One of the most noticeable achievements of the first Moon Jae-in meeting with President Joe Biden is that it is spreading awareness about North Korea’s human rights situation. The U.S.-South Korea leaders’ joint statement stated, “We agree to work together to improve the human rights situation in the DPRK.” The statement also revealed the direction the leaders are taking when it mentioned, “As valued by democracies … we share our intent to promote human rights and the rule of law, both at home and abroad.” The statement also covers issues concerning Hong Kong and the Uighurs in China.*
President Moon has seldom expressed his opinion about human rights in North Korea. Instead, the Moon administration makes evasive claims about how humanitarian aid contributes to improving human rights. In order to be taken seriously, President Moon must terminate the law banning anti-North Korea leaflets that is drawing criticism from the international community for suppressing freedom.
Once again, the issue of North Korean denuclearization was left unresolved at the Moon-Biden meeting. Still, the North has no intention of relinquishing its nuclear weapons, and the U.S. has no intention of lifting its sanctions on North Korea. President Moon overstated the result of the meeting, calling it the best one ever, and read too much into the fact that the Panmunjom-Singapore Declaration was included in the joint statement.
However, these declarations were rendered ineffective, just like prior statements including the July 4 Joint Statement, the Joint Declaration of Denuclearization, the U.S.-North Korea Geneva Agreement, the Sept. 19 Joint Statement, and the Feb. 29 Agreement. Rather, it is important to notice that the statement includes the phrase, “full implementation of relevant UN Security Council resolutions.” In Particular, President Biden made it clear that he would not make his decision based on Kim Jong Un’s word, “have no illusions.”*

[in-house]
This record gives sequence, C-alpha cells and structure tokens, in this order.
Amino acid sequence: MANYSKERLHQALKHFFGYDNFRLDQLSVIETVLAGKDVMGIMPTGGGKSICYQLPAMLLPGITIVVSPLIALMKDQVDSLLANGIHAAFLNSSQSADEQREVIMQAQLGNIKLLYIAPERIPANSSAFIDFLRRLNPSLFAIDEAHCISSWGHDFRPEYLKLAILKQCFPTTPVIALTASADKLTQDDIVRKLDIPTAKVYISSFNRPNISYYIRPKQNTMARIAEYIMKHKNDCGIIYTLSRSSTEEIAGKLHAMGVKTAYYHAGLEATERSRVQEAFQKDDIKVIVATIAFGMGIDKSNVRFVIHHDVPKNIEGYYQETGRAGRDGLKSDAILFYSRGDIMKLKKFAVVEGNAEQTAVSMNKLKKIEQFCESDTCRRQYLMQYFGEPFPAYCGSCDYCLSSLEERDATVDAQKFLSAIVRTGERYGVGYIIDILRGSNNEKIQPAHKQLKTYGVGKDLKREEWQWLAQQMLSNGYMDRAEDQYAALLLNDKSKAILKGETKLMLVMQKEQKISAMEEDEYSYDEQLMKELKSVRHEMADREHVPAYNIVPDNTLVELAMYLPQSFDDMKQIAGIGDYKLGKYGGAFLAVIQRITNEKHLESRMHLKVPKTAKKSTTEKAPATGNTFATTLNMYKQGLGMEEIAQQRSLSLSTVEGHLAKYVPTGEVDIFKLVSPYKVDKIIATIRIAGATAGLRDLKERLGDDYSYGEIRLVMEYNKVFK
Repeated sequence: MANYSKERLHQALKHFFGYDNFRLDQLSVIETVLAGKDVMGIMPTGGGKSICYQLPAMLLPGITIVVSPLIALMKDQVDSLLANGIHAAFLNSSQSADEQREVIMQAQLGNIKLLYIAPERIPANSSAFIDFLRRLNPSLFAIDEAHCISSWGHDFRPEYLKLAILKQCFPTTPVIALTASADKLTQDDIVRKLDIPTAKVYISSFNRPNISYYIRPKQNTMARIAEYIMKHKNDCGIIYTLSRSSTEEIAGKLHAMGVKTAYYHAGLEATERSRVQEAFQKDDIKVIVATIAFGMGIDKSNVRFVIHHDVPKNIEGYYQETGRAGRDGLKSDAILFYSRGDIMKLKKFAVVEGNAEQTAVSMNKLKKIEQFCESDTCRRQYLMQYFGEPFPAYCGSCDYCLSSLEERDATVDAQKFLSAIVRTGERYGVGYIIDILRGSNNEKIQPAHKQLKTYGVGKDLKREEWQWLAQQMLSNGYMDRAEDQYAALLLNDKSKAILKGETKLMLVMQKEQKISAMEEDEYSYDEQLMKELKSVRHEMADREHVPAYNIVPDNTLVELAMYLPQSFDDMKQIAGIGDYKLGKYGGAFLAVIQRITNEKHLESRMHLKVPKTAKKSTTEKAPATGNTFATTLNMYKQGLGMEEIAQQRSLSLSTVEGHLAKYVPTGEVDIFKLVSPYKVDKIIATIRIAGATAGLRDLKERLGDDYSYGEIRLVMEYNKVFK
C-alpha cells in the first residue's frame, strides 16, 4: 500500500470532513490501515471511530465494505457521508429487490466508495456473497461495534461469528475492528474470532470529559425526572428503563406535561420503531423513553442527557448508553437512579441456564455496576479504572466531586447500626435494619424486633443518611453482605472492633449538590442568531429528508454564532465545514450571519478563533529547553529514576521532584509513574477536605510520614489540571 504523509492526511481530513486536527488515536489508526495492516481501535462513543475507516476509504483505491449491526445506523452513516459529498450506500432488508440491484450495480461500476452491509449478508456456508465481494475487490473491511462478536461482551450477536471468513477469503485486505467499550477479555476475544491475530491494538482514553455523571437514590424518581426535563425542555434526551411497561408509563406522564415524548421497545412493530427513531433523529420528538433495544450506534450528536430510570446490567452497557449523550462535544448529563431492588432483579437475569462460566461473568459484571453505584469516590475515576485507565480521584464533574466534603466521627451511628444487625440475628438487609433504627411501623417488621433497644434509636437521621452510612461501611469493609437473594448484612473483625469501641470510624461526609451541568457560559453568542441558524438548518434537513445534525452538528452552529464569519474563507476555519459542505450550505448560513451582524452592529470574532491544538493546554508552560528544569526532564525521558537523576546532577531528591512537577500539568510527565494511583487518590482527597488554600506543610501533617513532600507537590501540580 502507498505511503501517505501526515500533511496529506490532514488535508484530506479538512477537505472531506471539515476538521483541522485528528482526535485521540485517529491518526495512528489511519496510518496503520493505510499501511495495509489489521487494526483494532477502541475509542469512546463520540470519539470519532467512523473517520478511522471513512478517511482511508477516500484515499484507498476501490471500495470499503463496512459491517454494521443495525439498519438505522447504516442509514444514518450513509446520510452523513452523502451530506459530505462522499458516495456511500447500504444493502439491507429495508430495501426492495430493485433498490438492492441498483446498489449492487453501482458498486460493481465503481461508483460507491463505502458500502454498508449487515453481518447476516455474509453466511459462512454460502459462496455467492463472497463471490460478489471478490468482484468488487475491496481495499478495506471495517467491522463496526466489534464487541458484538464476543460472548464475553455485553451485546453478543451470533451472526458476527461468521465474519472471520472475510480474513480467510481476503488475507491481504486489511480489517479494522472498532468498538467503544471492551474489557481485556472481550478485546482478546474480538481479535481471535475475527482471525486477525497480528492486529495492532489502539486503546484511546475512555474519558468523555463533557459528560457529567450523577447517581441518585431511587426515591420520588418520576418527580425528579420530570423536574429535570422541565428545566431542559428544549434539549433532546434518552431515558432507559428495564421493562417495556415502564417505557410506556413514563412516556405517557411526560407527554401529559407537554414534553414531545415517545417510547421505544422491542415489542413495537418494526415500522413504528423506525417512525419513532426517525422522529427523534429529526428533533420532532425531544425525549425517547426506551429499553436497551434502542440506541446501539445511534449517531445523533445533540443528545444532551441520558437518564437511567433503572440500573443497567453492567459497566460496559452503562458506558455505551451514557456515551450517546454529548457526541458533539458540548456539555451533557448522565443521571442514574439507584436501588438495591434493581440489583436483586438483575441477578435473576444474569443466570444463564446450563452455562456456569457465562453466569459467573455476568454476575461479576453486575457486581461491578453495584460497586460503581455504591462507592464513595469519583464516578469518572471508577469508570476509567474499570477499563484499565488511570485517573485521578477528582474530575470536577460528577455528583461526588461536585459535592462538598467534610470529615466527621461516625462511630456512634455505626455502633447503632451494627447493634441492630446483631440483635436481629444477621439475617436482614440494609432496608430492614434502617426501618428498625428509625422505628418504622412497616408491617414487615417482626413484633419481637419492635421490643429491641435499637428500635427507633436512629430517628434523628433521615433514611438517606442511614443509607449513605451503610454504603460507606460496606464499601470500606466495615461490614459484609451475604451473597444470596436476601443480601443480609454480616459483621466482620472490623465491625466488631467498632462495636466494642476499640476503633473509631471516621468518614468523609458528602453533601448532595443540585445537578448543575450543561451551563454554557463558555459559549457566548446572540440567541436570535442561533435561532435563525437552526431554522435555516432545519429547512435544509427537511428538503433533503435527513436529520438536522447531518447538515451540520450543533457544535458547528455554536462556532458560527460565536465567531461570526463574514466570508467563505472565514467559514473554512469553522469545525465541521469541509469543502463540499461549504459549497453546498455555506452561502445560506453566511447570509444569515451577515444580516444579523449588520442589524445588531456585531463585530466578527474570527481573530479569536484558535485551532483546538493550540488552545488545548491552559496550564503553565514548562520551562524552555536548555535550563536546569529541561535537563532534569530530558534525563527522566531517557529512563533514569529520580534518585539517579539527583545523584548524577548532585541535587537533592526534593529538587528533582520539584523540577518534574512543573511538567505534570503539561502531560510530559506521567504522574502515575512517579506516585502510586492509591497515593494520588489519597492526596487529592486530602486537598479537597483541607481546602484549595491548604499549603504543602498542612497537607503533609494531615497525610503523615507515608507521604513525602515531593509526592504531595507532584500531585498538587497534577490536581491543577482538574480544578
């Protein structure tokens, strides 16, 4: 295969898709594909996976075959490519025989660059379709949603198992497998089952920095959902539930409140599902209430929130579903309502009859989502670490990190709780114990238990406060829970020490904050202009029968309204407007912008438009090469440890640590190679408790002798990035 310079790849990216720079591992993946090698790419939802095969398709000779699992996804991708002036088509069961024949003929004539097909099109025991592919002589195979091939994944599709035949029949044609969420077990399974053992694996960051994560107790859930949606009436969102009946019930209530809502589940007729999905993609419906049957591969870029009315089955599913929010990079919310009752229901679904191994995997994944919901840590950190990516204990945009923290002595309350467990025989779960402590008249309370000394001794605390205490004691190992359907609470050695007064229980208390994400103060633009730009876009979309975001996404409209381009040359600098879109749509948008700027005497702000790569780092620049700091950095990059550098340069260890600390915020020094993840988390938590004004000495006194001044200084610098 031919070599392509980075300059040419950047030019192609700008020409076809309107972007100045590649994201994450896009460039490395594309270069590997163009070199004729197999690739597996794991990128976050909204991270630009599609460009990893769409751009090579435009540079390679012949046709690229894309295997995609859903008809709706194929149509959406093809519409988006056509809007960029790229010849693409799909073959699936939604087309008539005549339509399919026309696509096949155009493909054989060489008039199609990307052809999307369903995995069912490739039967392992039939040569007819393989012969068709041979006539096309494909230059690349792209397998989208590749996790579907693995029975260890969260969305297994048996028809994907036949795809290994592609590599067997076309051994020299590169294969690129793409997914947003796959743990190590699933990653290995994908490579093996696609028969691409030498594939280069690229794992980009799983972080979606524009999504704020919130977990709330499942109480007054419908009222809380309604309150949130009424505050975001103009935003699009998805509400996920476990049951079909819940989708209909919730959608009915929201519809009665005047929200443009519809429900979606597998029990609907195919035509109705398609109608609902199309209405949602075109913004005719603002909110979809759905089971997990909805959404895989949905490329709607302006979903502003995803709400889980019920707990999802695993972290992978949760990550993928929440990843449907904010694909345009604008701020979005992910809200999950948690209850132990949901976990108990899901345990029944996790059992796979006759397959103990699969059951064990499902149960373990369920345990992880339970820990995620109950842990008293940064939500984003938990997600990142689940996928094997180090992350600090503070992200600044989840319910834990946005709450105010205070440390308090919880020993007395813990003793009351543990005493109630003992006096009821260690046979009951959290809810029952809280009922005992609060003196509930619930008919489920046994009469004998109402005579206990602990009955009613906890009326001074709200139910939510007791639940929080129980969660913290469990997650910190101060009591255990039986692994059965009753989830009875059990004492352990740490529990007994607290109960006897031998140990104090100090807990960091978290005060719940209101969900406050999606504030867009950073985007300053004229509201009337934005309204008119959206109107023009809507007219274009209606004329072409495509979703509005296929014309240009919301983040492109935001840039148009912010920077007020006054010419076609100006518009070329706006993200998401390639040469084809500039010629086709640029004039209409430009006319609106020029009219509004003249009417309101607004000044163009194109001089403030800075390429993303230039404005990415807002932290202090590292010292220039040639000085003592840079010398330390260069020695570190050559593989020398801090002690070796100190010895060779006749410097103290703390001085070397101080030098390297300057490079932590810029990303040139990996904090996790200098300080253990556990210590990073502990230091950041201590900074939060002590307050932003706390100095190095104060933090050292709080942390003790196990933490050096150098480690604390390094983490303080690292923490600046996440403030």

President Biden appointed former Ambassador to South Korea Sung Kim, as the U.S. special representative for North Korea Policy, but this is only a gesture by the U.S. to show the North that the U.S. has not given up on negotiations. Currently the ambassador to Indonesia, Kim won’t be able to act as a special representative until U.S.-North Korea negotiations officially begin.
It is rather symbolic that the U.S. government is going to provide a vaccine to 55,000 Korean soldiers. Since the 2018 Singapore Summit, the U.S. and South Korea have reduced or stopped joint training exercises. The outbreak of COVID-19 last year became a good reason to postpone the joint training. The United States intends to resume large-scale, live joint training as soon as possible, and not merely conduct a computer simulation. The outgoing and incoming ROK-U.S. combined forces commanders are demanding the live joint training as well. These are the very touchstones for normalizing the alliance between the U.S. and South Korea.
*Editor’s note: Although accurately translated, the quoted remarks could not be independently verified.